Sorry, chum. You’ve made a typo on the internet, and that’s a strict liability offence. All currently- and previously-held opinions are now invalid.


Solicitor that wants to represent in court occasionally

Wonder how much of this problem is caused by our inane tradition of separating barristers and solicitors. No such nonsense in the States, and they don’t have to deal with such low pay working criminal cases.


Billybob B. Hamburger III, QC

Objection! How well do you think that’s working for them?



I would say that it makes no difference. As if you were in Court, you’d be paid the same rate.

The pay in the US is notoriously bad, and the workload massive, to the point that many do not get even remotely adequate representation



A public defender system would be no cheaper. A whole lot of qualified lawyers would have to be recruited on substantial salaries and they would not work the hours or travel the distances that legal aid barristers do.



Quite. I studied in the US and have a few friends who are or were in the US public system who report the same depressing issues re: recruitment/retention (and political dynamics resulting in what seem obvious false economies). E.g.:


Unite for God’s sake

Leadership of the CBA is just a professional stepping stone. Criminal barristers need real representation from within their own ranks!



Is that not what Jo Sidhu and Kirsty Brimelow are then?



What do we want? To maintain an outdated model that is more expensive than a public defender model.
How long are we going to strike for? For as long as I can hold this £1,100 Mulberry handbag. It is heavy you know, feel the quality.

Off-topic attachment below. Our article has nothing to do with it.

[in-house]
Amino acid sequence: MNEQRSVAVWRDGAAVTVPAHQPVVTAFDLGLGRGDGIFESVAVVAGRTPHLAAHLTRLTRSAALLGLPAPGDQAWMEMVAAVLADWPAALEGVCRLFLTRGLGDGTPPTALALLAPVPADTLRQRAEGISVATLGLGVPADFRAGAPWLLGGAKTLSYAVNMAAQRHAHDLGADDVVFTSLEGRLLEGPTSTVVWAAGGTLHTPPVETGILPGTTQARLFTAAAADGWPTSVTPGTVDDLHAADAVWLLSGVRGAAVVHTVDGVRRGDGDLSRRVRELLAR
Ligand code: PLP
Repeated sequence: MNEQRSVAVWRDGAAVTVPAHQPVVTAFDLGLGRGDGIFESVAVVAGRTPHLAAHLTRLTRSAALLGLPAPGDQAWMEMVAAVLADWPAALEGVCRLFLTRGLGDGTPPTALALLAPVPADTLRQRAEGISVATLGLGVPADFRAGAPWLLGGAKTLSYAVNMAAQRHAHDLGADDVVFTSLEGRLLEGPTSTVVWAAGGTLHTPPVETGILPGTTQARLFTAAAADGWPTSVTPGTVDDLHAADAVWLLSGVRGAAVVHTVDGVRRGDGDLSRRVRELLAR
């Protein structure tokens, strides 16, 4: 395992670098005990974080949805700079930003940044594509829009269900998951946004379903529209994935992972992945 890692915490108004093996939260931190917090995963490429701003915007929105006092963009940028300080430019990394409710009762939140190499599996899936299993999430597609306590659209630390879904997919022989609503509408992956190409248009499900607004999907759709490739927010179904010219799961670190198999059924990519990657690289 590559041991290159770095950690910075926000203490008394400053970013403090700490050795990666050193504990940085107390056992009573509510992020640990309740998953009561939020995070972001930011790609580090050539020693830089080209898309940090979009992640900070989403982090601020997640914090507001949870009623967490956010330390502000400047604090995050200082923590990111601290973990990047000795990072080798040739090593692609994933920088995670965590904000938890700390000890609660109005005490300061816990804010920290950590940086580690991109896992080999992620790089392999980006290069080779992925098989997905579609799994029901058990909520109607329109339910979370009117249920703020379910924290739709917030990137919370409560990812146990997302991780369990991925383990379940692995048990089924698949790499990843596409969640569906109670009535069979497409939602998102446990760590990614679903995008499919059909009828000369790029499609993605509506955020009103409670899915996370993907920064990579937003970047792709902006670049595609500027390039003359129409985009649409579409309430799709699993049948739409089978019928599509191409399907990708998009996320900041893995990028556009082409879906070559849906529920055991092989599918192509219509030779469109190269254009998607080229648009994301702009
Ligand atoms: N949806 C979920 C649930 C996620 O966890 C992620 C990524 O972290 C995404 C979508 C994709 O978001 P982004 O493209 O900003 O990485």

Overworked and underpaid- would you work for less than minimum wage?

On what basis do you say that the public defender system is cheaper?

As a self-employed barrister I don’t receive sick pay or anything more than state maternity/ paternity pay/ leave. I don’t get a workplace pension or paid annual leave. I pay for my own desk, chair, computing equipment, legal journals & clerking.

I can barely afford my ever-increasing rent and bills- let alone afford luxuries. Cherry-picking the few who can to support your argument just makes you appear foolish.



So capping publicly funded rates at the cost of say a 5 year qualified barrister and using the funds spent on Rolls Royce representation on improving the income for barristers as a whole would be something you support presumably.


de spare

Guys – I am not a lawyer but a victim of – ” The UK ” = The Legal System – which for practical purposes ceased to exist on – April Fools’ Day 2013 – I do appreciate the sacrifices made by – some – very few – lawyers – but -> by reducing law to – cash and coercion – your professions’ own behaviour has led to – nobody wanting to fund this ?



“Why is nobody wanting to fund this?” Really? Taxpayers are facing the highest tax burden of modern times and you ask why we don’t want to pay more tax?


David Lyons

The following facts have previously driven members of the CBA to vote almost unanimously for action

• We have already suffered an average decrease in our real earnings of 28% since 2006.
• During a single year of the pandemic, our average earnings from legal aid collapsed by 23%.
• In that same year, the Ministry of Justice saved £240m in unspent AGFS monies which has never been reinvested to help us.
• 83% of us were forced into personal debt or to use up our savings with no Government support to mitigate that massive loss of income.
• Juniors in their first three years of practice earn a median income of only £12,200, which is below minimum wage.
• A high inflation rate (now likely to reach 11%) means that a 15% rise in fees will be more than extinguished by the time we receive it.
• We have lost a quarter of our specialist criminal barristers over the last 5 years with 300 walking away last year alone.
• Nearly 40% of our most junior criminal barristers departed in one year.
• The alarming attrition of criminal advocates resulted in 567 trials last year being postponed for want of an available prosecution or defence barrister.



And yet you didn’t mention the huge reduction in significant criminal hearings over the last two decades as a result of the drop in serious crime and other reforms?

And I really loved “A high inflation rate (now likely to reach 11%) means that a 15% rise in fees will be more than extinguished by the time we receive it.” Heart bleeds.